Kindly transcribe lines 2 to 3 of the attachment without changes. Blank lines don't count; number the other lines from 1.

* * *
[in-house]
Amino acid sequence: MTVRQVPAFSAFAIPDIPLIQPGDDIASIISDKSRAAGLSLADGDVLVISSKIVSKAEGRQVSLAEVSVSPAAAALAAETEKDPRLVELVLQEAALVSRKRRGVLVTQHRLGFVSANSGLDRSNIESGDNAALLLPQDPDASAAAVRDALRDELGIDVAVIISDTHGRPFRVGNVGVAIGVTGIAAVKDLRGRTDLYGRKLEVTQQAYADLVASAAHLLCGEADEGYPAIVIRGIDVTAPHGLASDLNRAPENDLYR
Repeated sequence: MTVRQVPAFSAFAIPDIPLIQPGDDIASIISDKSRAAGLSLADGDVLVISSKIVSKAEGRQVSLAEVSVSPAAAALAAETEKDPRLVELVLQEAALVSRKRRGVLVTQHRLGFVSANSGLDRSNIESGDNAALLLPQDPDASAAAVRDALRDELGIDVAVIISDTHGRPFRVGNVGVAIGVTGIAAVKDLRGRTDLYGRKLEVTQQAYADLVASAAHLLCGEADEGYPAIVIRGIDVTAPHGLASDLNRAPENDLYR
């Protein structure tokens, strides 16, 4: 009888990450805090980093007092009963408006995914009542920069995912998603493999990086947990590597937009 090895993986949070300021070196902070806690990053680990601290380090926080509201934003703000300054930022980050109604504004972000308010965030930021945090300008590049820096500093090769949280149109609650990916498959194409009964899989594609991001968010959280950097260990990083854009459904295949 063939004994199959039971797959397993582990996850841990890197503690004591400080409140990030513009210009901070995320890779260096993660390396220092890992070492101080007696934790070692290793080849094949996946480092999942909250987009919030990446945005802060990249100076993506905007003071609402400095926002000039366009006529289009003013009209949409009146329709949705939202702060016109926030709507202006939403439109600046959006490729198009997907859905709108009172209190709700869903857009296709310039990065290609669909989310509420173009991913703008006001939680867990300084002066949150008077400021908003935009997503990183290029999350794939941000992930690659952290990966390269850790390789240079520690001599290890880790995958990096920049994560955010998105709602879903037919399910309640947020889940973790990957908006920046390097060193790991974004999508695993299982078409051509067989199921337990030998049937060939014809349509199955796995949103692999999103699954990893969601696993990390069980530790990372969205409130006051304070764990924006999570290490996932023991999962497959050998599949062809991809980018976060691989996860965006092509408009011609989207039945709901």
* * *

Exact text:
Amino acid sequence: MTVRQVPAFSAFAIPDIPLIQPGDDIASIISDKSRAAGLSLADGDVLVISSKIVSKAEGRQVSLAEVSVSPAAAALAAETEKDPRLVELVLQEAALVSRKRRGVLVTQHRLGFVSANSGLDRSNIESGDNAALLLPQDPDASAAAVRDALRDELGIDVAVIISDTHGRPFRVGNVGVAIGVTGIAAVKDLRGRTDLYGRKLEVTQQAYADLVASAAHLLCGEADEGYPAIVIRGIDVTAPHGLASDLNRAPENDLYR
Repeated sequence: MTVRQVPAFSAFAIPDIPLIQPGDDIASIISDKSRAAGLSLADGDVLVISSKIVSKAEGRQVSLAEVSVSPAAAALAAETEKDPRLVELVLQEAALVSRKRRGVLVTQHRLGFVSANSGLDRSNIESGDNAALLLPQDPDASAAAVRDALRDELGIDVAVIISDTHGRPFRVGNVGVAIGVTGIAAVKDLRGRTDLYGRKLEVTQQAYADLVASAAHLLCGEADEGYPAIVIRGIDVTAPHGLASDLNRAPENDLYR